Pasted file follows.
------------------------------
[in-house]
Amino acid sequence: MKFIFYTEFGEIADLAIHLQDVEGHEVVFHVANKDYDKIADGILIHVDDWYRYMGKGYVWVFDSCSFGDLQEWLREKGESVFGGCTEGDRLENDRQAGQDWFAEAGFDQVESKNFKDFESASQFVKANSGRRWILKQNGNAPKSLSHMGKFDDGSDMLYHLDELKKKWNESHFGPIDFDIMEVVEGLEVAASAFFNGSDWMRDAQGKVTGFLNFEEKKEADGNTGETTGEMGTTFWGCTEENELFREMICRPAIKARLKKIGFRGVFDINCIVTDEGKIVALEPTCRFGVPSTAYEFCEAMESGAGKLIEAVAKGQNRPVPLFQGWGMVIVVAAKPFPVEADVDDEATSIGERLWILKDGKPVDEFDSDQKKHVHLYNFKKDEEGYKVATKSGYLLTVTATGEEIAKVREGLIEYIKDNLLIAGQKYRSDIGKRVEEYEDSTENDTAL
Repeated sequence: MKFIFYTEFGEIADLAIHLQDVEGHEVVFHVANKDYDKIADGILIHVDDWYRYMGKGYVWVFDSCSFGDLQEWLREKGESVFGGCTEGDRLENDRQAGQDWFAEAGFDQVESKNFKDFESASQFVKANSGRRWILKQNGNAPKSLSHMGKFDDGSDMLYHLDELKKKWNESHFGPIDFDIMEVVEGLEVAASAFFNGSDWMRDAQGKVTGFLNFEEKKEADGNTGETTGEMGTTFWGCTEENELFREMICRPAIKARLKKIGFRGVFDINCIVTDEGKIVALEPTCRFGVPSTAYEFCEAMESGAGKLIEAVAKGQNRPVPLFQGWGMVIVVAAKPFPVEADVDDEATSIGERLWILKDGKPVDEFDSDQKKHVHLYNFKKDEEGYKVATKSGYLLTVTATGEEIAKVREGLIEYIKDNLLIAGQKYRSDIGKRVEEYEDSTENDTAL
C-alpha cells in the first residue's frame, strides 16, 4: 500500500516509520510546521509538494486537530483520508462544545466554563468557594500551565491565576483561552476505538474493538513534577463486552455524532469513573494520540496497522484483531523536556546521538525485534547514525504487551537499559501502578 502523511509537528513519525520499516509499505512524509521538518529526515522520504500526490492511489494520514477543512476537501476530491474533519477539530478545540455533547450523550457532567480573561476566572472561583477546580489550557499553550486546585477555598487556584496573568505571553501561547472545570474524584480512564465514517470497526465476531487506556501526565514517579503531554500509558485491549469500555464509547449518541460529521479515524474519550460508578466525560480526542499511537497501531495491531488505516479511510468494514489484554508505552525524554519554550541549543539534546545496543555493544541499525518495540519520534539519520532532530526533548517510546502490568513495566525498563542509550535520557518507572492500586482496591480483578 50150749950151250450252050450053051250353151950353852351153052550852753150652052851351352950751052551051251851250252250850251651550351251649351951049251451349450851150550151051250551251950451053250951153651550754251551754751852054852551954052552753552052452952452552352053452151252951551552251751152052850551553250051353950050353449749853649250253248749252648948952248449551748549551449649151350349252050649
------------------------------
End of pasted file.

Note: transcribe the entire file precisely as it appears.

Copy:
[in-house]
Amino acid sequence: MKFIFYTEFGEIADLAIHLQDVEGHEVVFHVANKDYDKIADGILIHVDDWYRYMGKGYVWVFDSCSFGDLQEWLREKGESVFGGCTEGDRLENDRQAGQDWFAEAGFDQVESKNFKDFESASQFVKANSGRRWILKQNGNAPKSLSHMGKFDDGSDMLYHLDELKKKWNESHFGPIDFDIMEVVEGLEVAASAFFNGSDWMRDAQGKVTGFLNFEEKKEADGNTGETTGEMGTTFWGCTEENELFREMICRPAIKARLKKIGFRGVFDINCIVTDEGKIVALEPTCRFGVPSTAYEFCEAMESGAGKLIEAVAKGQNRPVPLFQGWGMVIVVAAKPFPVEADVDDEATSIGERLWILKDGKPVDEFDSDQKKHVHLYNFKKDEEGYKVATKSGYLLTVTATGEEIAKVREGLIEYIKDNLLIAGQKYRSDIGKRVEEYEDSTENDTAL
Repeated sequence: MKFIFYTEFGEIADLAIHLQDVEGHEVVFHVANKDYDKIADGILIHVDDWYRYMGKGYVWVFDSCSFGDLQEWLREKGESVFGGCTEGDRLENDRQAGQDWFAEAGFDQVESKNFKDFESASQFVKANSGRRWILKQNGNAPKSLSHMGKFDDGSDMLYHLDELKKKWNESHFGPIDFDIMEVVEGLEVAASAFFNGSDWMRDAQGKVTGFLNFEEKKEADGNTGETTGEMGTTFWGCTEENELFREMICRPAIKARLKKIGFRGVFDINCIVTDEGKIVALEPTCRFGVPSTAYEFCEAMESGAGKLIEAVAKGQNRPVPLFQGWGMVIVVAAKPFPVEADVDDEATSIGERLWILKDGKPVDEFDSDQKKHVHLYNFKKDEEGYKVATKSGYLLTVTATGEEIAKVREGLIEYIKDNLLIAGQKYRSDIGKRVEEYEDSTENDTAL
C-alpha cells in the first residue's frame, strides 16, 4: 500500500516509520510546521509538494486537530483520508462544545466554563468557594500551565491565576483561552476505538474493538513534577463486552455524532469513573494520540496497522484483531523536556546521538525485534547514525504487551537499559501502578 502523511509537528513519525520499516509499505512524509521538518529526515522520504500526490492511489494520514477543512476537501476530491474533519477539530478545540455533547450523550457532567480573561476566572472561583477546580489550557499553550486546585477555598487556584496573568505571553501561547472545570474524584480512564465514517470497526465476531487506556501526565514517579503531554500509558485491549469500555464509547449518541460529521479515524474519550460508578466525560480526542499511537497501531495491531488505516479511510468494514489484554508505552525524554519554550541549543539534546545496543555493544541499525518495540519520534539519520532532530526533548517510546502490568513495566525498563542509550535520557518507572492500586482496591480483578 50150749950151250450252050450053051250353151950353852351153052550852753150652052851351352950751052551051251851250252250850251651550351251649351951049251451349450851150550151051250551251950451053250951153651550754251551754751852054852551954052552753552052452952452552352053452151252951551552251751152052850551553250051353950050353449749853649250253248749252648948952248449551748549551449649151350349252050649